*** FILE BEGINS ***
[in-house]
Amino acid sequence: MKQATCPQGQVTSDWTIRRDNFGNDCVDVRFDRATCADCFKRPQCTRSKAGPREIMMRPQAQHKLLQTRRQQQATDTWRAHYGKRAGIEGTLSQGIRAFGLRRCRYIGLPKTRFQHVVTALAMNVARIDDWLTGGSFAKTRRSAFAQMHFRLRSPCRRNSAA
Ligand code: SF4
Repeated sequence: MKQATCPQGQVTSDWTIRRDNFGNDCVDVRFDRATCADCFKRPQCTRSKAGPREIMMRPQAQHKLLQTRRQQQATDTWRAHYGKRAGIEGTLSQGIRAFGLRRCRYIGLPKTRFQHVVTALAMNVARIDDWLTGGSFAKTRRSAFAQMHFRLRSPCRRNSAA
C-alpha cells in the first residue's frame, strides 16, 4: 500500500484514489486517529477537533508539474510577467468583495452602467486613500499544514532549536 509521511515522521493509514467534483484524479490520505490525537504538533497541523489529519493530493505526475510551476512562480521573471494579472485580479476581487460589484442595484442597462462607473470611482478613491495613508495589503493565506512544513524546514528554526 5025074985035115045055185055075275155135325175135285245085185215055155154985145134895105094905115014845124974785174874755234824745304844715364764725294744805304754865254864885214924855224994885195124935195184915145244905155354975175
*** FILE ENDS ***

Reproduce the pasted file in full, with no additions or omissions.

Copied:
[in-house]
Amino acid sequence: MKQATCPQGQVTSDWTIRRDNFGNDCVDVRFDRATCADCFKRPQCTRSKAGPREIMMRPQAQHKLLQTRRQQQATDTWRAHYGKRAGIEGTLSQGIRAFGLRRCRYIGLPKTRFQHVVTALAMNVARIDDWLTGGSFAKTRRSAFAQMHFRLRSPCRRNSAA
Ligand code: SF4
Repeated sequence: MKQATCPQGQVTSDWTIRRDNFGNDCVDVRFDRATCADCFKRPQCTRSKAGPREIMMRPQAQHKLLQTRRQQQATDTWRAHYGKRAGIEGTLSQGIRAFGLRRCRYIGLPKTRFQHVVTALAMNVARIDDWLTGGSFAKTRRSAFAQMHFRLRSPCRRNSAA
C-alpha cells in the first residue's frame, strides 16, 4: 500500500484514489486517529477537533508539474510577467468583495452602467486613500499544514532549536 509521511515522521493509514467534483484524479490520505490525537504538533497541523489529519493530493505526475510551476512562480521573471494579472485580479476581487460589484442595484442597462462607473470611482478613491495613508495589503493565506512544513524546514528554526 5025074985035115045055185055075275155135325175135285245085185215055155154985145134895105094905115014845124974785174874755234824745304844715364764725294744805304754865254864885214924855224994885195124935195184915145244905155354975175